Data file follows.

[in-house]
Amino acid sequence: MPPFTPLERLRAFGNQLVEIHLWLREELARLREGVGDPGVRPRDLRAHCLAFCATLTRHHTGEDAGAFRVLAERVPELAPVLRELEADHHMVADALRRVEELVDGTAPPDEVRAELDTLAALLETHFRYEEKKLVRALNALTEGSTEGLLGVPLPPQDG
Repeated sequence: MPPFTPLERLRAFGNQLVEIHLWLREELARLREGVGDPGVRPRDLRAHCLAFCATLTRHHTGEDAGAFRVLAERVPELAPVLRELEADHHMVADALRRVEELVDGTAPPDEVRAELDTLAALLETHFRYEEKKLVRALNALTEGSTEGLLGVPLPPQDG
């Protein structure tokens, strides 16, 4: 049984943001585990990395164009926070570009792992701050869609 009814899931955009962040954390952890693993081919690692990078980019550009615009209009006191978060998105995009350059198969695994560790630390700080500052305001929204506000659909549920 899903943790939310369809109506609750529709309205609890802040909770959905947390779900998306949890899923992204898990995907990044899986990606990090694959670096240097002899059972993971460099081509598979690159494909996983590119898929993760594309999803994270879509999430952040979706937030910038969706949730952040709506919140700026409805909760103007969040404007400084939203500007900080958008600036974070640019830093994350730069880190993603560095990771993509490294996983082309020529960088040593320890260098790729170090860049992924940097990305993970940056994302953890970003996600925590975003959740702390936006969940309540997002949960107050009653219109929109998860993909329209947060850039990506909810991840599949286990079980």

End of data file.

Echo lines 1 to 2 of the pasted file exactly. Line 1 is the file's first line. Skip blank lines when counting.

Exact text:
[in-house]
Amino acid sequence: MPPFTPLERLRAFGNQLVEIHLWLREELARLREGVGDPGVRPRDLRAHCLAFCATLTRHHTGEDAGAFRVLAERVPELAPVLRELEADHHMVADALRRVEELVDGTAPPDEVRAELDTLAALLETHFRYEEKKLVRALNALTEGSTEGLLGVPLPPQDG